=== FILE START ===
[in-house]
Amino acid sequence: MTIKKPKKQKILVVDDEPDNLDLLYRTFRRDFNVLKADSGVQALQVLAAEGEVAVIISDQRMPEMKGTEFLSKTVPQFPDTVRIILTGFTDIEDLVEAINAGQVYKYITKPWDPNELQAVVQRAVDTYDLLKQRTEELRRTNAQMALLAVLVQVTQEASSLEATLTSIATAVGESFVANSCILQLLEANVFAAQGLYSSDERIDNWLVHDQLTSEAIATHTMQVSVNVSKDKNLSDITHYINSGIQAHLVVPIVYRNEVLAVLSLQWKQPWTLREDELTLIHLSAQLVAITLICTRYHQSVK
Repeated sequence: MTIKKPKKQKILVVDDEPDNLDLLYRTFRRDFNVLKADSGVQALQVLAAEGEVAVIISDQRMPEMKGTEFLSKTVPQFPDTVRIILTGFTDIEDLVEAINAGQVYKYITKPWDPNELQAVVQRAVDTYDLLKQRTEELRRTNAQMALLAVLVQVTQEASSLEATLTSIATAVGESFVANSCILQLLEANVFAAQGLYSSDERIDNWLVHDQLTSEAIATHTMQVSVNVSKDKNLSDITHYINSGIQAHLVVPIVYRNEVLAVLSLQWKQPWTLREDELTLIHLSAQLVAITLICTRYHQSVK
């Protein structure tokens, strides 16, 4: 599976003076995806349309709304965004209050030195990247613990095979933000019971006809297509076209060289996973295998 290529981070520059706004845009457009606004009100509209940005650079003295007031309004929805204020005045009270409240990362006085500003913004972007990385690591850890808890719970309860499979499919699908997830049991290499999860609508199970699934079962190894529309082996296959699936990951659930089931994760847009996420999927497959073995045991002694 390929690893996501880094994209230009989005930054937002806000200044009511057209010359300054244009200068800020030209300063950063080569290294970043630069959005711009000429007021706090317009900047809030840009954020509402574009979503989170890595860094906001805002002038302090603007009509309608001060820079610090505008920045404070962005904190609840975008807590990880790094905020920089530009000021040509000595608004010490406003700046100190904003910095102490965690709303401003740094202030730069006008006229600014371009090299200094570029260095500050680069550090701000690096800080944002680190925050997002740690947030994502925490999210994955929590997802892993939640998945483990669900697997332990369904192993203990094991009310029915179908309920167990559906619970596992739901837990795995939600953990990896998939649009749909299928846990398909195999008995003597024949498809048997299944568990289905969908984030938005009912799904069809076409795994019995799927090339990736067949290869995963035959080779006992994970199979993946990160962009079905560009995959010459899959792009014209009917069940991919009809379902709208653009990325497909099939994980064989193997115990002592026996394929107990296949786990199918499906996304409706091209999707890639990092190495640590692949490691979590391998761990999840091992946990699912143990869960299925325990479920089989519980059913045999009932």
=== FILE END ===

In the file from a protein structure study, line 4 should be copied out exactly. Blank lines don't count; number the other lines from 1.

């Protein structure tokens, strides 16, 4: 599976003076995806349309709304965004209050030195990247613990095979933000019971006809297509076209060289996973295998 290529981070520059706004845009457009606004009100509209940005650079003295007031309004929805204020005045009270409240990362006085500003913004972007990385690591850890808890719970309860499979499919699908997830049991290499999860609508199970699934079962190894529309082996296959699936990951659930089931994760847009996420999927497959073995045991002694 390929690893996501880094994209230009989005930054937002806000200044009511057209010359300054244009200068800020030209300063950063080569290294970043630069959005711009000429007021706090317009900047809030840009954020509402574009979503989170890595860094906001805002002038302090603007009509309608001060820079610090505008920045404070962005904190609840975008807590990880790094905020920089530009000021040509000595608004010490406003700046100190904003910095102490965690709303401003740094202030730069006008006229600014371009090299200094570029260095500050680069550090701000690096800080944002680190925050997002740690947030994502925490999210994955929590997802892993939640998945483990669900697997332990369904192993203990094991009310029915179908309920167990559906619970596992739901837990795995939600953990990896998939649009749909299928846990398909195999008995003597024949498809048997299944568990289905969908984030938005009912799904069809076409795994019995799927090339990736067949290869995963035959080779006992994970199979993946990160962009079905560009995959010459899959792009014209009917069940991919009809379902709208653009990325497909099939994980064989193997115990002592026996394929107990296949786990199918499906996304409706091209999707890639990092190495640590692949490691979590391998761990999840091992946990699912143990869960299925325990479920089989519980059913045999009932």